Coke recently announced that it was making a limited-edition soda, called Coca-Cola Zero Sugar Byte. The flavor, according to the company, was “born in the metaverse” and “inspired by the playfulness of pixels, rooted in the experiences that gaming makes possible.” It’s hard to imagine better bait for The Verge, so I asked Coke if it could send me a can. And it delivered.
The can for Coke Byte (as I’ll be calling it for brevity’s sake) is a fun purple color, and has a sort of retro-game aesthetic — it says “recycle me to play again” on the side, and it is adorned with cubes meant to represent pixels. I stuck it in the fridge until my wife Becky got home, and we cracked it open to finally discover what pixels taste like.
Honestly, we’re still not quite sure.
We both had the same reaction upon the first sip: “Ew. Bad. No.” Becky said it made her mouth go numb. While that didn’t happen to me, the taste was so off-putting that neither of us wanted to keep drinking it. Of course, my brand is enduring discomfort for The Content, so I drank a good 75 percent of the can before I finally gave up and dumped the rest down the drain.
It is… hard to describe the taste. To start, the soda is sickly sweet, even to someone who doesn’t mind the occasional glass of regular Coke or Sprite. It’s not just sweet, though — there’s a flavor there, but it’s not something I can describe using any of the food words I know. It’s not bright, but it’s certainly not bitter.
There’s something vaguely fruity about Coke Byte. Not in the lemon-lime Gatorade way, where it at least evokes the taste of something natural, but more like how Axe Anarchy has a “dark pomegranate” scent, or how the red NyQuil is technically berry flavored. Both Becky and I commented on how we were reminded of cough syrup.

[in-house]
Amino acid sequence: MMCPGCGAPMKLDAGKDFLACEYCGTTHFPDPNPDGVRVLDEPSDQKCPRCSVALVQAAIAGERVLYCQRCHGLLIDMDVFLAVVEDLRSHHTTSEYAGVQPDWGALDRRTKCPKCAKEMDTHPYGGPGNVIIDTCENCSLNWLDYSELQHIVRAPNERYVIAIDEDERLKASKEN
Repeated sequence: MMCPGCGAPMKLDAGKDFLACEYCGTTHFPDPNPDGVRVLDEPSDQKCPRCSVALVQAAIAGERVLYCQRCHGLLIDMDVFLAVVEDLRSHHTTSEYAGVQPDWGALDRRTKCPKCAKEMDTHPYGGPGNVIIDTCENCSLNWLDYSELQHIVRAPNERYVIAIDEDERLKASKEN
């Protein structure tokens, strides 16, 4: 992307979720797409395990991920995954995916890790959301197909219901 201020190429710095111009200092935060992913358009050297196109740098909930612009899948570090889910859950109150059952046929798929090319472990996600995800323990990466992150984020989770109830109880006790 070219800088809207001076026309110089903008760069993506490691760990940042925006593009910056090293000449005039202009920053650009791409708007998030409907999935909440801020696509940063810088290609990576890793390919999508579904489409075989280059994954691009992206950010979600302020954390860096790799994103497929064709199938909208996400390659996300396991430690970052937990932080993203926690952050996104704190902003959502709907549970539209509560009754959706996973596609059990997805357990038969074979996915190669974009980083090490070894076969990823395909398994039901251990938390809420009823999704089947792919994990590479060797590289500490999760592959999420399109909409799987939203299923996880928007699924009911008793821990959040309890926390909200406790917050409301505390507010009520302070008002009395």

What Coke Byte doesn’t taste at all like is Coke. I bought a bottle of original Coca-Cola, as well as some plain Coke Zero Sugar to try alongside Byte, and both of the more traditional drinks had the same slightly tangy cola taste that the pixel-flavored version lacks. Byte did have the slightly poison-y aspartame aftertaste as the regular Coke Zero Sugar (which Becky says she doesn’t really notice or mind), but it was mostly drowned out by whatever the other flavor is. Carbonation-wise, the three sodas had about the same amount of fizz.
Throughout our taste test, Becky swore it reminded her of something, but couldn’t put her finger on it. That wasn’t the case with me — I don’t think I’ve ever tasted anything quite like Byte. But a few hours later, a thought occurred to me: maybe Coke was trying to go for an energy drink vibe. The only kind of energy drink I’ve had is coffee, so I asked Becky if it reminded her of Red Bull or Monster.
I don’t think that flavor profile is what I would’ve gone with if someone had asked me to make something taste like pixels. I’d probably try to evoke the staticky, faintly metallic experience of licking a CRT monitor. (Apologies to my mom for what I was like as a kid.) But I can’t blame Coke for going the route it did. There’s the stereotype of the the energy drink-downing gamer, and the company’s clearly going for gaming audience with Coke Byte, describing the taste as “reminiscent of powering up a game.”
I know I’ve been very negative about this soda, but that doesn’t mean it’s categorically bad. Obviously, taste is extremely subjective; while Becky and I didn’t like it, Katie Teague over at CNET tasted it and seemed to think it was fine.
If you’re into energy drinks and want to try something new, Coke will be selling an “extremely limited” Byte for a limited time (though if you’re looking for a jolt, be warned that it only has a mere 34 mg of caffeine — a typical Red Bull is significantly smaller and has around 80 mg). The company says people in the US will be able to buy a two-pack of the 12-fluid-ounce cans starting May 2nd, exclusively on the Coca-Cola Creations online store. It’ll cost around $15 plus shipping, according to CNN.